UN envoy urges sustained political will for DR Congo peace framework

Special Envoy for the Great Lakes Region Mary Robinson. Photo: MONUSCO

3 May 2013 – Mary Robinson, Special Envoy for Africa’s Great Lakes Region, today urged leaders to keep working towards the success of the new eastern Democratic Republic of Congo (DRC) peace plan, particularly amid what she sensed were mounting pressure and rhetoric in the country.

“I am seeing a political will and an urgency for peace that has to be maintained,” Mrs. Robinson told reporters in the Burundian capital, Bujumbura, the latest stop on her trip to the Great Lakes region, which began on 29 April and wraps up this weekend.

“We have had regional agreements before. This time must be different. Now is the time for the implementation to begin,” she said, referring to the Peace Security and Cooperation Framework for the Democratic Republic of the Congo and the region.

Earlier in the day, she held talks with President Pierre Nkurunziza, and welcomed his expressed commitment to the peace plan and to working with her as Special Envoy. Mrs. Robinson also met with regional peace envoys of both the African Union and the International Conference on the Great Lakes Region, as well as with the leadership and staff of the UN Office in Burundi (BNUB).

“She recognizes the importance of regional efforts to contribute to solutions, and looks forward to working in partnership toward the success of the Framework agreement,” Mrs. Robinson’s office said afterwards.

Yesterday, Mrs. Robinson held talks with Ugandan President Yoweri Museveni focused on the implementation of the accord, which was signed by 11 nations in February 2013 to end the cycles of conflict and crisis in the eastern DRC and to build peace in the long-troubled region.

While in Uganda, she expressed concern about purported mounting pressure and rhetoric in recent days in the Democratic Republic of Congo (DRC).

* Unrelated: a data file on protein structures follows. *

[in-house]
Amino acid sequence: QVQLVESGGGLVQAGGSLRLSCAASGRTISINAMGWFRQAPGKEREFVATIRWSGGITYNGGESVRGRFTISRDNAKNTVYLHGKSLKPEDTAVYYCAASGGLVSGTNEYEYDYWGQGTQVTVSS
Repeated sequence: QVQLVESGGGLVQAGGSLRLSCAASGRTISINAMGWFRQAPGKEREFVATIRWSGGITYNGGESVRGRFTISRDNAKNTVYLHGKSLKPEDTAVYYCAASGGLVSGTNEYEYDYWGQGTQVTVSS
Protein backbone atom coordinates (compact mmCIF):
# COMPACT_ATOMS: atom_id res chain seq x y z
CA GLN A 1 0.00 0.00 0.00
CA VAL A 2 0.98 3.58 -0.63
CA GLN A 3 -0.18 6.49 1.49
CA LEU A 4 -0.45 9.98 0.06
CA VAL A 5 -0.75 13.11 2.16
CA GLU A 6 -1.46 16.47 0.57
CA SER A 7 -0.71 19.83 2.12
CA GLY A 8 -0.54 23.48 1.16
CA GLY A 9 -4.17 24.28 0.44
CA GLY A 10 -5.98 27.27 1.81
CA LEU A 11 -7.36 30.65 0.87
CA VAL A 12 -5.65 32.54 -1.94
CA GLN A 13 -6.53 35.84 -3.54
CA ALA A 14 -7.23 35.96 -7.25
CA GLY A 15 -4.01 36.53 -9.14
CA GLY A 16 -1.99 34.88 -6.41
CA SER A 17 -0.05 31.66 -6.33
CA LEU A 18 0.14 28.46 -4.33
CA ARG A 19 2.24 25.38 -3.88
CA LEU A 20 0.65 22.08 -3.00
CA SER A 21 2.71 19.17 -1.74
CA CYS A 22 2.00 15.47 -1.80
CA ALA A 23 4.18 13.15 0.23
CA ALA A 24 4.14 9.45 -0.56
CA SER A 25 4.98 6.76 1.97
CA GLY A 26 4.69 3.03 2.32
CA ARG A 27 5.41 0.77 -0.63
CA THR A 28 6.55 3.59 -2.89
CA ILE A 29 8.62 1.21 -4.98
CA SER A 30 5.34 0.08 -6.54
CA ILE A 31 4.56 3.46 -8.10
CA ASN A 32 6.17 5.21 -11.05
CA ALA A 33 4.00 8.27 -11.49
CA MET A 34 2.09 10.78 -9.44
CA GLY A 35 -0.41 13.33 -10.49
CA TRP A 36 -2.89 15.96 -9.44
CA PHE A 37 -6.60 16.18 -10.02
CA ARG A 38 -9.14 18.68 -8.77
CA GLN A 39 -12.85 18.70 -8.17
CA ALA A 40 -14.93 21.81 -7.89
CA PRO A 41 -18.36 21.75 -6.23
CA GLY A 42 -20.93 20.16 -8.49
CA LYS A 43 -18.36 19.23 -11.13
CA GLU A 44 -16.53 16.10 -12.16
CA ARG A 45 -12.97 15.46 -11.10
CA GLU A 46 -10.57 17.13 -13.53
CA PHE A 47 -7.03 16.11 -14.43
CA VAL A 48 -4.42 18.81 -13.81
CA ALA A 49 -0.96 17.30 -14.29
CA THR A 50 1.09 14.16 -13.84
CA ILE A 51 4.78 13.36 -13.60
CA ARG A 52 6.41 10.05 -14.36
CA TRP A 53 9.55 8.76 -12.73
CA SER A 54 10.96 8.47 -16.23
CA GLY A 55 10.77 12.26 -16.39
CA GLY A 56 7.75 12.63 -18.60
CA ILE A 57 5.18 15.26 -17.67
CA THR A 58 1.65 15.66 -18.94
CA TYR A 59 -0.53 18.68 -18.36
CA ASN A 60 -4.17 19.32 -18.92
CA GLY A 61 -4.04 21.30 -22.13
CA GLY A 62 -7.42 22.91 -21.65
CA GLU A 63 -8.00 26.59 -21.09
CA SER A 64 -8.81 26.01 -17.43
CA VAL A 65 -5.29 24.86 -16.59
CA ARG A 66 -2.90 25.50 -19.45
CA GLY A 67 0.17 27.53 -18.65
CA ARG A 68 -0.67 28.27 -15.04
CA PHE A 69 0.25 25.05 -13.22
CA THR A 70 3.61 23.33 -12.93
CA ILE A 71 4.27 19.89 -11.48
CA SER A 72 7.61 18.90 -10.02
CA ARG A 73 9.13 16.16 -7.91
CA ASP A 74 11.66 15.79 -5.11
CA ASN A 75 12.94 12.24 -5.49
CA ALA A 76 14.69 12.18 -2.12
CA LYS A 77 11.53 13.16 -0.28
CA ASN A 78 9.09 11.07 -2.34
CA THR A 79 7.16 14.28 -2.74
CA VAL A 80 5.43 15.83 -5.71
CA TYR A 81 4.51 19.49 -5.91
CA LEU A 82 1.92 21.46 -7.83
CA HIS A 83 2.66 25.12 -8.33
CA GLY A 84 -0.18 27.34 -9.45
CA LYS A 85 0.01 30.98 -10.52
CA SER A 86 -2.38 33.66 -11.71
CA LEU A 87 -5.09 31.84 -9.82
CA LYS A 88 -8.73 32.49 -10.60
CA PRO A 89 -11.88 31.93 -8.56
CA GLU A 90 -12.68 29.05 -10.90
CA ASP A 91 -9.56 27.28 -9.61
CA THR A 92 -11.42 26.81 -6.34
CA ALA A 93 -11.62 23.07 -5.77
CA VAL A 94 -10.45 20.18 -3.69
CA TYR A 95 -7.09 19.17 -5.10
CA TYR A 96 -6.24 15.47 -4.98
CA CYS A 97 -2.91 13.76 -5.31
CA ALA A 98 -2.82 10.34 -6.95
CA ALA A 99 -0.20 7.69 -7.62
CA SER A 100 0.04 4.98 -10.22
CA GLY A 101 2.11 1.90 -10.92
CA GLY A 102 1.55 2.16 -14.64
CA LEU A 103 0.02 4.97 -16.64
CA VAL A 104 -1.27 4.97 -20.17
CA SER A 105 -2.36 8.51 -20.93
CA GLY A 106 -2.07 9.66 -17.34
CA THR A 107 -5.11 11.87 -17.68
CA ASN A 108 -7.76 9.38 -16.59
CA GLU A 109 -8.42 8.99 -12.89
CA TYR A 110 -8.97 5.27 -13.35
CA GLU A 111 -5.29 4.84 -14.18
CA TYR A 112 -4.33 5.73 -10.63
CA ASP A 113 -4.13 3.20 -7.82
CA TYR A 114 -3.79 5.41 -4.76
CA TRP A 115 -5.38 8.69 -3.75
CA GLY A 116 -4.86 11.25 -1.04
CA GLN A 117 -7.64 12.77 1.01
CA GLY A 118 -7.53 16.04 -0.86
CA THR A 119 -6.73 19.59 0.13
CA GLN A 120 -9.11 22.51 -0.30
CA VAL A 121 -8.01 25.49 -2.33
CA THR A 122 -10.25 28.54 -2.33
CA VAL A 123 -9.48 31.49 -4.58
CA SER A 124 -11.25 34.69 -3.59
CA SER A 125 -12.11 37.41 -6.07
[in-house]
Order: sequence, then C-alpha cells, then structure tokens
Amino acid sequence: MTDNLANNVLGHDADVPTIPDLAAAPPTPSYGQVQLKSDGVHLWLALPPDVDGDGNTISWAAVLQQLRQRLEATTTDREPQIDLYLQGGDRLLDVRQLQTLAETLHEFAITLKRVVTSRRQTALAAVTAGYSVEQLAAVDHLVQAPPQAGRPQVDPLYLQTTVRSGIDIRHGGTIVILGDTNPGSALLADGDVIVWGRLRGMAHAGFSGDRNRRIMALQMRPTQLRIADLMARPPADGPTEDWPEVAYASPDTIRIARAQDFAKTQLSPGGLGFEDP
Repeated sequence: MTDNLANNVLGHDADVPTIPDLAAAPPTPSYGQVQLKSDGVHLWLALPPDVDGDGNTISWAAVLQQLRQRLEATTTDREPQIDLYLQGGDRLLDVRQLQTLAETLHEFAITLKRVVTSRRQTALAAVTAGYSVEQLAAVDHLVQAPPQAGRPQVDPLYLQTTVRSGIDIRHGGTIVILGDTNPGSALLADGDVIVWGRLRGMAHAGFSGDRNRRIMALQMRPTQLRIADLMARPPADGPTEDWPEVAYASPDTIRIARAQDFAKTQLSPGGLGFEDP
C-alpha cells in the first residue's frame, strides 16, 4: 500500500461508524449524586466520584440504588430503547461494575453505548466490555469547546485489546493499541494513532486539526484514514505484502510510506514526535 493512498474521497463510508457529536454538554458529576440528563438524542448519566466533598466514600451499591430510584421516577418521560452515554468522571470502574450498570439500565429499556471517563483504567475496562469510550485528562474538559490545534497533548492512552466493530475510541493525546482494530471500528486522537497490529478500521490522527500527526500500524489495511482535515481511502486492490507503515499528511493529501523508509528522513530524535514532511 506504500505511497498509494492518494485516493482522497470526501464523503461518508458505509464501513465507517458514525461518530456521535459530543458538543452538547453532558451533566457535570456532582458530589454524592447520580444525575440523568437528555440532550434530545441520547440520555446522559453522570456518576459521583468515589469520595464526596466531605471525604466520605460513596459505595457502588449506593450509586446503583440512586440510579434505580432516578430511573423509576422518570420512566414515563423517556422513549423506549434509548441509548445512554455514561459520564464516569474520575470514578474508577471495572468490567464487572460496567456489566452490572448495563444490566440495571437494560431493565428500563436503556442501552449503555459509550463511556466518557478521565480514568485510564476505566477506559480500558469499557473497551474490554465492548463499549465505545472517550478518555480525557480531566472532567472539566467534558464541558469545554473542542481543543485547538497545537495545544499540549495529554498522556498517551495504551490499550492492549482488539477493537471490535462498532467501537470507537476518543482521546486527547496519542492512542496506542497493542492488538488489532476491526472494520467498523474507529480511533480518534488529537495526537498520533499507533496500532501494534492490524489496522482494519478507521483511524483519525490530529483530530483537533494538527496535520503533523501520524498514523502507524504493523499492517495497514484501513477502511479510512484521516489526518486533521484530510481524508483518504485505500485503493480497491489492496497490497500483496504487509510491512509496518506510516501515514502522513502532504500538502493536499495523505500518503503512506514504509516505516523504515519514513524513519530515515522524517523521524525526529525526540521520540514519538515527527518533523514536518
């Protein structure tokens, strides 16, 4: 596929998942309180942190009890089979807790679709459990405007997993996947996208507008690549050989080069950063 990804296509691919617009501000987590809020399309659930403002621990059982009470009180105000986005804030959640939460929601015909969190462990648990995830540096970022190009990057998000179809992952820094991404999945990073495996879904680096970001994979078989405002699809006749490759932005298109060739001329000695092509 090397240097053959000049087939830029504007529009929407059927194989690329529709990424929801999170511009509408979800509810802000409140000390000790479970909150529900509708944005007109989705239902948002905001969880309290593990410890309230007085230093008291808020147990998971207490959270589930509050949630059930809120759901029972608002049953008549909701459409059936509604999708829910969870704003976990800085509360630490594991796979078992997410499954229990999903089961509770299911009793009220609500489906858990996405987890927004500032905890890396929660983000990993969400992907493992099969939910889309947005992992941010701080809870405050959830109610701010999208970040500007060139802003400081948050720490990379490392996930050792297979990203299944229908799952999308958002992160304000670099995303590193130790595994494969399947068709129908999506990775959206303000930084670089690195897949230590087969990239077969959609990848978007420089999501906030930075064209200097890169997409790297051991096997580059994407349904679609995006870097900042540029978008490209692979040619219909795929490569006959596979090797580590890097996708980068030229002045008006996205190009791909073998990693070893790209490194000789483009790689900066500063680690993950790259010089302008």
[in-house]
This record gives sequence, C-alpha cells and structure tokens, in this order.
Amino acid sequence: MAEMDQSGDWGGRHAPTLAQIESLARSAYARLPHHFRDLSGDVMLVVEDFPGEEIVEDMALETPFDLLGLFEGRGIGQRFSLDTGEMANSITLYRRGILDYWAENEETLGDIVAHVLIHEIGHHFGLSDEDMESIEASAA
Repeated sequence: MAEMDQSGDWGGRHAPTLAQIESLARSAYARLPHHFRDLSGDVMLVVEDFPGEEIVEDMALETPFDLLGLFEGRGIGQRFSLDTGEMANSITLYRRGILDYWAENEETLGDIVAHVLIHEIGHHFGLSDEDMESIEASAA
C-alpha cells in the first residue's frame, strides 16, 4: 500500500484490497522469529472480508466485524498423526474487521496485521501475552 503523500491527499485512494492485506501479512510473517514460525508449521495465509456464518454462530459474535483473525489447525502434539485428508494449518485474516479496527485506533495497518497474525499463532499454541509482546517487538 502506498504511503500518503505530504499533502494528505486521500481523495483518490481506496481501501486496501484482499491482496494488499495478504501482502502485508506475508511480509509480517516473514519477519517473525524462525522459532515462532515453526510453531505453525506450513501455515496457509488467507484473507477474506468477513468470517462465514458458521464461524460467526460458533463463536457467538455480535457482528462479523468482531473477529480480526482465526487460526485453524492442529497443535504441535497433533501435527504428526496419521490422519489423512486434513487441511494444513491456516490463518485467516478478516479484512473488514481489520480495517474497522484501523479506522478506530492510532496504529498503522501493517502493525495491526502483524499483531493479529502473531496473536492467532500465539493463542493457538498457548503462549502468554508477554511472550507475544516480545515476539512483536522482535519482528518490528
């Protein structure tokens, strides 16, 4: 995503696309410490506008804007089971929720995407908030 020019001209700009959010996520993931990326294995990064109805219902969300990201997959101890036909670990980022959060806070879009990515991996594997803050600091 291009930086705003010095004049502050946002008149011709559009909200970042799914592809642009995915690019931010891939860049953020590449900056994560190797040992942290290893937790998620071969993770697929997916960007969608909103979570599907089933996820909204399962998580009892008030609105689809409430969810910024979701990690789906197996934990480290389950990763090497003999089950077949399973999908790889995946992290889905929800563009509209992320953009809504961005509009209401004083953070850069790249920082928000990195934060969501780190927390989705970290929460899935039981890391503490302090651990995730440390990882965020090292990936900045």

“In her ongoing discussions with the leaders in the region, the Special Envoy is stressing that the political cooperation through the Framework should remain the central focus of efforts to resolve the conflicts and achieve peace, security and development,” continued the news release.

During talks with the Ugandan President, Mrs. Robinson commended Mr. Museveni for his efforts to contribute the peace efforts by hosting the ongoing Kampala talks under his leadership of the regional intergovernmental group known as the International Conference on the Great Lakes Region (ICGLR). She also met with Defence Minister Crispus Kiyonga, facilitator of the talks.

The Ugandan capital has been the site of on-off talks between the DRC Government and representatives of the 23 March Movement (M23) armed group, made up of former national army troops who mutinied in April and named after a 23 March 2009 peace agreement that they reportedly say has not been implemented.

The M23 occupied the eastern city of Goma on 19 November, after an advance that included clashes with the DRC armed forces, known by the French acronym FARDC.

Amid widespread condemnation and calls for their withdrawal, the group pulled out of the city of one million after 11 days in accordance with requirements laid out in an ICGLR communiqué, and monitored by some of the 1,500 peacekeepers from the UN Stabilization Mission in the DRC (MONUSCO) who are deployed in Goma.

In March, the UN Security Council authorized the deployment of an intervention brigade within MONUSCO to carry out targeted offensive operations, with or without the Congolese national army, against armed groups that threaten peace in eastern DRC.

In recent days, media reports have quoted the M23 saying they will not continue with the Kampala talks given the establishment of the intervention brigade.

During her visit, Mrs. Robinson urged all parties “to achieve renewed momentum” in the process. Her office added that the Special Envoy “recognizes the importance of regional efforts to contribute to solutions, and believes cooperation with the United Nations will be important to the success of the Framework agreement.”

In both Burundi and Uganda, Mrs. Robinson met with civil society organizations, including women's groups. The Special Envoy has said that the engagement of women at the national, regional and international levels is crucial for ensuring the success of the Framework.

Mrs. Robinson’s next talks are in South Africa, where she will hold meetings including in Pretoria on Saturday with Nkosazana Dlamini Zuma, the Chairperson of the African Union Commission.


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